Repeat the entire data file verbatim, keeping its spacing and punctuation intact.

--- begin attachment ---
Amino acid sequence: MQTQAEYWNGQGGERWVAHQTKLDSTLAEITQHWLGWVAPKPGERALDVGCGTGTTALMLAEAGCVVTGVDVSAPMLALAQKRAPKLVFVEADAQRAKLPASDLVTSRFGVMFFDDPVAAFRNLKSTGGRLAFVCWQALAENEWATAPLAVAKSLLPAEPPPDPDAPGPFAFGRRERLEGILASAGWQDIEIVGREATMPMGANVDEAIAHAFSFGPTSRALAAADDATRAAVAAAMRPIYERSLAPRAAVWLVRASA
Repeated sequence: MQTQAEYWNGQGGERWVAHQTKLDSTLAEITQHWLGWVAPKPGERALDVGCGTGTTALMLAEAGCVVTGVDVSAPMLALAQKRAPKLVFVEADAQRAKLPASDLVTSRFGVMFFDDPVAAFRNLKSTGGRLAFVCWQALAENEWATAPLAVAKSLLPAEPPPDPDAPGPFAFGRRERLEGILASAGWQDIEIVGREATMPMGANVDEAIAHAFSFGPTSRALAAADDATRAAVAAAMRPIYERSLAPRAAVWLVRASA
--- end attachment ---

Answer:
Amino acid sequence: MQTQAEYWNGQGGERWVAHQTKLDSTLAEITQHWLGWVAPKPGERALDVGCGTGTTALMLAEAGCVVTGVDVSAPMLALAQKRAPKLVFVEADAQRAKLPASDLVTSRFGVMFFDDPVAAFRNLKSTGGRLAFVCWQALAENEWATAPLAVAKSLLPAEPPPDPDAPGPFAFGRRERLEGILASAGWQDIEIVGREATMPMGANVDEAIAHAFSFGPTSRALAAADDATRAAVAAAMRPIYERSLAPRAAVWLVRASA
Repeated sequence: MQTQAEYWNGQGGERWVAHQTKLDSTLAEITQHWLGWVAPKPGERALDVGCGTGTTALMLAEAGCVVTGVDVSAPMLALAQKRAPKLVFVEADAQRAKLPASDLVTSRFGVMFFDDPVAAFRNLKSTGGRLAFVCWQALAENEWATAPLAVAKSLLPAEPPPDPDAPGPFAFGRRERLEGILASAGWQDIEIVGREATMPMGANVDEAIAHAFSFGPTSRALAAADDATRAAVAAAMRPIYERSLAPRAAVWLVRASA